The White Hart
- The complete press article about Spiby the sheep in the White Hart
- Extract from Jackson's Oxford Journal re White Hart
- Article re James Robbins, landlord of the White Hart
- White Hart license renewal in 1908
- Write-up on the old White Hart
- Summary of the history of the White Hart with details of known licensees
Articles about the White Hart; also a newspaper cutting and photo about a sheep, Spiby, which used to be taken into the pub on a lead!
First mention of this inn was in 1577. A White Hart was the Yorkist badge of Richard II. The building which we are now looking at was the last location of an inn with this name, this being built probably sometime in the first half of the 19th century and closed in 1999. The clubroom, now recently developed as housing, was the meeting place for the Morris Men. In the 1940s and 1950s, two of the Landlords were Mr Highfield and Arthur Vale.
Also photo of White Hart in 1989.
Not included is an image of the old White Hart, Wheatley, 1822, drawn by James Buckler and held at the Bodleian Library under reference Ms Top Oxon a69 folios 587-9 which includes a sketch of The Manor and the Chapel of Ease. The signboard names the landlord as George Crookes. Buckler also sketched the Manor House and 1795 chapel on Bell Lane. (Bodleian Library, University of Oxford, MS Top Oxon a.69, fol. 588).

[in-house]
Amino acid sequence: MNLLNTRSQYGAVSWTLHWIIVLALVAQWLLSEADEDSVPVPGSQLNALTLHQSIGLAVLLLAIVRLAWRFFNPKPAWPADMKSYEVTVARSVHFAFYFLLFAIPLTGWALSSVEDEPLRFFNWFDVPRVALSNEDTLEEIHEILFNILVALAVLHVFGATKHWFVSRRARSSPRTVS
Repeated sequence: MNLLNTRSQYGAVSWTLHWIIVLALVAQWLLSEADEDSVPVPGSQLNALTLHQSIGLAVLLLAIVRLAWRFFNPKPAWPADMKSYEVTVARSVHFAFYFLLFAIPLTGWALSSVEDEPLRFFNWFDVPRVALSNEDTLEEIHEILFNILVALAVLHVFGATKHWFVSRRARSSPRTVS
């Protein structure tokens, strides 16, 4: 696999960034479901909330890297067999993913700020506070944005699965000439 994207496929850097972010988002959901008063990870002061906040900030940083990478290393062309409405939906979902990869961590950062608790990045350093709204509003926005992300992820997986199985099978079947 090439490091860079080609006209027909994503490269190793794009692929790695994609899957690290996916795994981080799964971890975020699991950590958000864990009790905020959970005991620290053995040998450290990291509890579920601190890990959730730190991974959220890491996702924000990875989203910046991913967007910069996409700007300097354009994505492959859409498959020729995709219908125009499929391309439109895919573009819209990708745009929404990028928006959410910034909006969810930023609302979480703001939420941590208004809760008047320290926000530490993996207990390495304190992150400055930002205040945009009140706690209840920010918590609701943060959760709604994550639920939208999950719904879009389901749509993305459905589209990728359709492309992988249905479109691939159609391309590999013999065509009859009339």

There is another sketch by R C Buckler also held at Bodleian Ms Top Gen a11 as well as one of the Manor, folios 546 and 549, which can only be seen at the Bodleian.
It is probable that the White Hart burned down soon after these sketches were made as George Crookes was only noted as landlord until 1822 with, thereafter, a considerable gap under the mid 1840s.
It has been suggested that, at the time when Mr Bathard was the licensee (1899-1911), he had the 'village stocks' which were kept in the gated pathway from the High Street (adjacent the White Hart) up to Church Road. This cannot be corroborated and these stocks, if this was the case, may not have been the original ones from the time of the lock up in the 1830s - amd may have been kept for a bit of fun rather than for locking people up!